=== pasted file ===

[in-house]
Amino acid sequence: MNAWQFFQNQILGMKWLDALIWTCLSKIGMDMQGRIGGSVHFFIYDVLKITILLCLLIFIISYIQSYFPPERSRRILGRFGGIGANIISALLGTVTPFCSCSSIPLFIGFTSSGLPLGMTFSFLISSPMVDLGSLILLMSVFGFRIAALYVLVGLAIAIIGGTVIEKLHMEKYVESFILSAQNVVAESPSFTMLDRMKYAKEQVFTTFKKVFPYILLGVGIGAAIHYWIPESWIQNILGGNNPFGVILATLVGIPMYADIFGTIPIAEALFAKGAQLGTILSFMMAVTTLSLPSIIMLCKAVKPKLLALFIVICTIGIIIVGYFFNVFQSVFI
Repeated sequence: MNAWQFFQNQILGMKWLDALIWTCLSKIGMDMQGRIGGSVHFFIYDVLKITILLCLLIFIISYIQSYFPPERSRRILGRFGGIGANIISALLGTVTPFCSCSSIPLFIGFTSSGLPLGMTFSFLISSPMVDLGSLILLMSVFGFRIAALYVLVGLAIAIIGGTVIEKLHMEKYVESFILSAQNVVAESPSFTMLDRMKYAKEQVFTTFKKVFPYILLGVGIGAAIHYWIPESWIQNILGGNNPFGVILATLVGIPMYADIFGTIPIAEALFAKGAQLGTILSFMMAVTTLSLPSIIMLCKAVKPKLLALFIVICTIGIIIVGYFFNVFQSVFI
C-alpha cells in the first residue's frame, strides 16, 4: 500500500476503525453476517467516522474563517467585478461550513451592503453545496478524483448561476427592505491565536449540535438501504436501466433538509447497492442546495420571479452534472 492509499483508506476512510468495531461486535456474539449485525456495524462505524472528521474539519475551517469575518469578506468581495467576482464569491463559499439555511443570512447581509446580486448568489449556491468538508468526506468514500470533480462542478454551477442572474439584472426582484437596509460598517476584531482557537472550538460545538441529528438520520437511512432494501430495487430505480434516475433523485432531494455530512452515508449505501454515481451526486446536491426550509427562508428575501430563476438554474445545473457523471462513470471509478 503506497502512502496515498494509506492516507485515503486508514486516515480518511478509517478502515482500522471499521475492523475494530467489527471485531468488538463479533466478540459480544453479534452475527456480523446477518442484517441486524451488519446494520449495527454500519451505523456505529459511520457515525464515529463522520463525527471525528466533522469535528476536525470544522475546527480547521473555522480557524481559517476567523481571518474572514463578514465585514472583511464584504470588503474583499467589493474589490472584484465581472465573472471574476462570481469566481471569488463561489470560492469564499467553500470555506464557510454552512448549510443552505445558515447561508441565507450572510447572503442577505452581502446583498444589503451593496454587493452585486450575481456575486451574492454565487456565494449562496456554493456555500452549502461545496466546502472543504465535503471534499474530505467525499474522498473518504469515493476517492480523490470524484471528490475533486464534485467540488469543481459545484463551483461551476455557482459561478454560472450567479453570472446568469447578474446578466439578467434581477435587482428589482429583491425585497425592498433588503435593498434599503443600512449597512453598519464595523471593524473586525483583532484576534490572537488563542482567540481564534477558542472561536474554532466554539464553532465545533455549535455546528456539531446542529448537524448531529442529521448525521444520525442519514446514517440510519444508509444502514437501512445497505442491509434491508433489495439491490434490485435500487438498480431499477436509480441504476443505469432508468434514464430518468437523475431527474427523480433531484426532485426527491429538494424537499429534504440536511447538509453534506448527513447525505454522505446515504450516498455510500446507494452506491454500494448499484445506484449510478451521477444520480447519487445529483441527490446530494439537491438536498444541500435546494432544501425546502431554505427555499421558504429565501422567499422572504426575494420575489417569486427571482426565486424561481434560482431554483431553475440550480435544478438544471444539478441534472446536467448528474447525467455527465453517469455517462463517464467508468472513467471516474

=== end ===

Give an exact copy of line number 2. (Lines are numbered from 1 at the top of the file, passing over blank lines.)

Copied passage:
Amino acid sequence: MNAWQFFQNQILGMKWLDALIWTCLSKIGMDMQGRIGGSVHFFIYDVLKITILLCLLIFIISYIQSYFPPERSRRILGRFGGIGANIISALLGTVTPFCSCSSIPLFIGFTSSGLPLGMTFSFLISSPMVDLGSLILLMSVFGFRIAALYVLVGLAIAIIGGTVIEKLHMEKYVESFILSAQNVVAESPSFTMLDRMKYAKEQVFTTFKKVFPYILLGVGIGAAIHYWIPESWIQNILGGNNPFGVILATLVGIPMYADIFGTIPIAEALFAKGAQLGTILSFMMAVTTLSLPSIIMLCKAVKPKLLALFIVICTIGIIIVGYFFNVFQSVFI